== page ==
I want to talk about critiquing: what I get out of it and my approach to it.
First, how I get my work critiqued. Writing Excuses confused my terminology a bit, because they say "Alpha readers" for what Wikipedia calls "Beta readers". But I prefer it that way, since I use both.
After I re-read the rough draft and feel it acceptable, I stamp it manuscript and submit it, while letting Alpha readers take a look. The Alpha readers are my loyal corps of suckers whose work I'm familiar enough with to be confident they know what they're talking about. The manuscripts that have some controversial element or an especially experimental format go to the Beta readers, AKA Critters. Casting a wide net will reveal what people feel about the manuscript, and I'll know if it achieved what I wanted. Or get a new perspective on the piece that I can apply to the next one.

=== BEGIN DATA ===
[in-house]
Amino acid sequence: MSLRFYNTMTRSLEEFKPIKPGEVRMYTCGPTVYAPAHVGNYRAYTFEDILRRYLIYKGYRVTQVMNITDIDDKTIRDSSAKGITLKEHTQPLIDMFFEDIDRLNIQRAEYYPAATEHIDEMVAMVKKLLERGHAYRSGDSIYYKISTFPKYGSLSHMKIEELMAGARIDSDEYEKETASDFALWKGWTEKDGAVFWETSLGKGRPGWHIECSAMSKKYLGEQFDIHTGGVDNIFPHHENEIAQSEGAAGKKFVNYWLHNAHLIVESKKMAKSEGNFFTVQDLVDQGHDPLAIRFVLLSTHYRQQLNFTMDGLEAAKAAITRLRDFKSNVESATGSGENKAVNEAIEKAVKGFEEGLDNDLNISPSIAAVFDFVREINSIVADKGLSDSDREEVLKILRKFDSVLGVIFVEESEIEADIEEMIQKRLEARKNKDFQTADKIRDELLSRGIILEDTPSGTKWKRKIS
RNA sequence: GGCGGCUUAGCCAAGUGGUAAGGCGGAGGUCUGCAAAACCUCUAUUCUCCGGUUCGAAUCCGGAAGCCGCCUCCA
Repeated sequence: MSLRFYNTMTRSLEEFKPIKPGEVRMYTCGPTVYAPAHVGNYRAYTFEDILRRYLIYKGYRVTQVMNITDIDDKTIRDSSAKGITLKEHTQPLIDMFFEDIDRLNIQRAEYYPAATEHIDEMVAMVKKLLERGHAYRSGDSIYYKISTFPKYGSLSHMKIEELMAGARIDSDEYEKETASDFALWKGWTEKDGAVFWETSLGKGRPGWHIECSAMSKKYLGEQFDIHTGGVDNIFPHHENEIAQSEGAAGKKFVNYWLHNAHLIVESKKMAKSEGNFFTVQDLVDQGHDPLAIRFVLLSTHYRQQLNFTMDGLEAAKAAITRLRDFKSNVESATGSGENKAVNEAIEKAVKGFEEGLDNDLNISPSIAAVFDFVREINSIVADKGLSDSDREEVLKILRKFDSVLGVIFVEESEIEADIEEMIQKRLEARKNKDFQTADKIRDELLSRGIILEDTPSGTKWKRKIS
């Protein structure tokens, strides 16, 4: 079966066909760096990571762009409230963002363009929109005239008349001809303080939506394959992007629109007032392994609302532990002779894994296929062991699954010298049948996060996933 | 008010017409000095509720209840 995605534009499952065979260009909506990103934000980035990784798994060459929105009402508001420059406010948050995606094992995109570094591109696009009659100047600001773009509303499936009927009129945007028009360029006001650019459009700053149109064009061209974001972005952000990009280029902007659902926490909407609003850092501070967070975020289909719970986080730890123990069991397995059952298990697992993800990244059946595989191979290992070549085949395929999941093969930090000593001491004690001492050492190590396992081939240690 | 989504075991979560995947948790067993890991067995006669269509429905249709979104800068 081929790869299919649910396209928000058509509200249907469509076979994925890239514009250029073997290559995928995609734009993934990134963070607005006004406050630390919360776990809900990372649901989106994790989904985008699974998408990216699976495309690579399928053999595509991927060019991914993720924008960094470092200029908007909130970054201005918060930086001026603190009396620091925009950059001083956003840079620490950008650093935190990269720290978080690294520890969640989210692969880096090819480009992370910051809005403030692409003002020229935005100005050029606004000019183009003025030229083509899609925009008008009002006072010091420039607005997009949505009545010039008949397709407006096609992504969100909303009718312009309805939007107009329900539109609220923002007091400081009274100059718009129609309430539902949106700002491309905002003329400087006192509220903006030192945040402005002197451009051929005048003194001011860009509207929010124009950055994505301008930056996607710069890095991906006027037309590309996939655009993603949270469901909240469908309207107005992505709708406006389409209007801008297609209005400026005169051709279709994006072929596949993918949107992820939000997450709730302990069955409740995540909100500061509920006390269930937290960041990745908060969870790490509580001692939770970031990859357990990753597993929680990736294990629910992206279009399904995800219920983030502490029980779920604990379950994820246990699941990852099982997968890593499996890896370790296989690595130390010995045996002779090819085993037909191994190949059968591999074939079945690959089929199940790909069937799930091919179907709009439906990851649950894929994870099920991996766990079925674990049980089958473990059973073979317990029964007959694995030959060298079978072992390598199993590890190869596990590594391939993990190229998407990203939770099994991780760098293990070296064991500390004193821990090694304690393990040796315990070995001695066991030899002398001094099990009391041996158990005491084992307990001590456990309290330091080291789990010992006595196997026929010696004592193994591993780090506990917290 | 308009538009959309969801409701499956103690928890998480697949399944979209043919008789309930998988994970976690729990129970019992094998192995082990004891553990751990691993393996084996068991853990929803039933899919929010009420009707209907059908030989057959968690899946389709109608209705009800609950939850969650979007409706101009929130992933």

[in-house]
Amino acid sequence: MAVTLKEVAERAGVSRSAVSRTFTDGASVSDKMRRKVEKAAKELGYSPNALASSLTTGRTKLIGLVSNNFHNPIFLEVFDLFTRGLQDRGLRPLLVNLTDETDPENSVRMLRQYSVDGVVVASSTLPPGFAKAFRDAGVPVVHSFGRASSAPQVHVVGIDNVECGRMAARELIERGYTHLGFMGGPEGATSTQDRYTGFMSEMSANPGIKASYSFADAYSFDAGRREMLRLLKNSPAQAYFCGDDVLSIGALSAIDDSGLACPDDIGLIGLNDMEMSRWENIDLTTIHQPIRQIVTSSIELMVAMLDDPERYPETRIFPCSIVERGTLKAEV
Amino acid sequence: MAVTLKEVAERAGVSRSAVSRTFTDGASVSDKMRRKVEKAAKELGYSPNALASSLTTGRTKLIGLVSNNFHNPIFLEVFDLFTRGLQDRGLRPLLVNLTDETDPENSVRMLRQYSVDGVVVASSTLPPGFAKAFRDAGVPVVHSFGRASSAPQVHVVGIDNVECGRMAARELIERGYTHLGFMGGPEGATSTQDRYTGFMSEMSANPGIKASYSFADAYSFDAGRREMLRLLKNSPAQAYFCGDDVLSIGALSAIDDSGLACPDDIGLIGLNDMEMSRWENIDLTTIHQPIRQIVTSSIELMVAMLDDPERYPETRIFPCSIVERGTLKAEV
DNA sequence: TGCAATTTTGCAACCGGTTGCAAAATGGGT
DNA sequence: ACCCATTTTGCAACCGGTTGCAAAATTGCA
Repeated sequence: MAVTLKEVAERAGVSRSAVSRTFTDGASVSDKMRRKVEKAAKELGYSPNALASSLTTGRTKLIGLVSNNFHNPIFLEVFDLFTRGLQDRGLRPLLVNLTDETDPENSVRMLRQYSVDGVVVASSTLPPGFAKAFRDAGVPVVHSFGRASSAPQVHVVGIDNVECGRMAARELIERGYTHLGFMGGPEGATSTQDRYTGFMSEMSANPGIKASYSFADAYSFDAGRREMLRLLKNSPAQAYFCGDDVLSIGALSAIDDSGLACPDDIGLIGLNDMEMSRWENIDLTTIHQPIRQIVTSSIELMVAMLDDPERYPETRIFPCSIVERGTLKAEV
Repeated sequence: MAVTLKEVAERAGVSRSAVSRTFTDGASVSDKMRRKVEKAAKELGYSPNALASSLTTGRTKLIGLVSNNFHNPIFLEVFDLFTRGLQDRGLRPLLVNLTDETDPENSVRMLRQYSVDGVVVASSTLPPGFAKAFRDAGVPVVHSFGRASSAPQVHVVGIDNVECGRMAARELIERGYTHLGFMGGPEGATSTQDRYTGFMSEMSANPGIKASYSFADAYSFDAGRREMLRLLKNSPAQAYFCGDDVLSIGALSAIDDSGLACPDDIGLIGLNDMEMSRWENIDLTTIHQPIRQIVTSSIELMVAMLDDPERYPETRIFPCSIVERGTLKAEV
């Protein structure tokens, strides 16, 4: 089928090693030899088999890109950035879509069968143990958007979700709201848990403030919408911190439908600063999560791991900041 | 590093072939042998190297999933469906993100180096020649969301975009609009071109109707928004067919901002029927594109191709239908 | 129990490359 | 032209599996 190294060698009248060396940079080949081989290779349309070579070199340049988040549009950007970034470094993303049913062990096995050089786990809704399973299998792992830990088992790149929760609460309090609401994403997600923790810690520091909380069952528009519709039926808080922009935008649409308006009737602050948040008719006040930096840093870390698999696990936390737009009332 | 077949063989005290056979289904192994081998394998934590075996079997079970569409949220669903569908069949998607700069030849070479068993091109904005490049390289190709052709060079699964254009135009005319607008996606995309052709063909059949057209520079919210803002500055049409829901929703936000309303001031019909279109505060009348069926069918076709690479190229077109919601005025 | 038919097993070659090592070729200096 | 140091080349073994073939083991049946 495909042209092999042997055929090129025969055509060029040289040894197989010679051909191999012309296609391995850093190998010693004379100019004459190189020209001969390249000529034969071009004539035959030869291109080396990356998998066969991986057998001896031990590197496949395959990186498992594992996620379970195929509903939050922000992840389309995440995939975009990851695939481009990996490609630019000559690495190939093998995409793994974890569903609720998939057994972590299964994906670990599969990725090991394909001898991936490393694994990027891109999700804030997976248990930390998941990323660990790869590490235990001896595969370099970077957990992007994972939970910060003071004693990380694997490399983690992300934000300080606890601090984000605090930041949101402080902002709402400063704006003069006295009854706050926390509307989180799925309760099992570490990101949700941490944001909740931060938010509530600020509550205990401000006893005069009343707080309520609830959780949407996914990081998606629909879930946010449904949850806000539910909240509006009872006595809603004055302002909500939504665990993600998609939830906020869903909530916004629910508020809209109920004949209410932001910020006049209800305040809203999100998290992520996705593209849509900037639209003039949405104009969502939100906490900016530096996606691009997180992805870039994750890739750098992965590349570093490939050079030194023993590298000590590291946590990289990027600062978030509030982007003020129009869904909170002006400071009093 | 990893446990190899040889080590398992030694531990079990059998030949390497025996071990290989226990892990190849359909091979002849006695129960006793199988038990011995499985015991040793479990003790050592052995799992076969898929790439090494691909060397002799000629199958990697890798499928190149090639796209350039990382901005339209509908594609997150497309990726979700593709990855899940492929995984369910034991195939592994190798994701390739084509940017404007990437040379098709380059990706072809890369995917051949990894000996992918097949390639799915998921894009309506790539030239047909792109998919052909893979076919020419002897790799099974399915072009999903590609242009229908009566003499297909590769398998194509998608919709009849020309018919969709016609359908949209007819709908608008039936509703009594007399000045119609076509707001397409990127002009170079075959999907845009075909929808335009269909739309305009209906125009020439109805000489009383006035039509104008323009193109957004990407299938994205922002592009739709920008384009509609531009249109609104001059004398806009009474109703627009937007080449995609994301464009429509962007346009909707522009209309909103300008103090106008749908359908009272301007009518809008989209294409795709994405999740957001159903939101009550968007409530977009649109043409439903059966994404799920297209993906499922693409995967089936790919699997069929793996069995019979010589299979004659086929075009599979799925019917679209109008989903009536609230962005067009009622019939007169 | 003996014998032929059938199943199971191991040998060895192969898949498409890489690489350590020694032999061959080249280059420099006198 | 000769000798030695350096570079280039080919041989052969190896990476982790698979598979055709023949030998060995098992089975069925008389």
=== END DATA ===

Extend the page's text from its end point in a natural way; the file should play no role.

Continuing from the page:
Second, how I critique. I roll through the manuscript and mark every part I liked and mention all that, then I talk about what I liked about the plot overall.
I'm not a copy-editor, so I don't worry about grammar and spelling. I'm not a co-writer, so it's not my job to comment on the idea, but rather to critique the presentation of the idea. So all you people writing zombie robot vampire assassin mysteries in a time travel re-telling of Biblical events, I will never even mention that that is ridiculous. Because nothing's ridiculous if it's well-executed.
|Critters Writers Workshop|
250 words? Yes
Short Story "Cosmast Rhyt"
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Reading - ?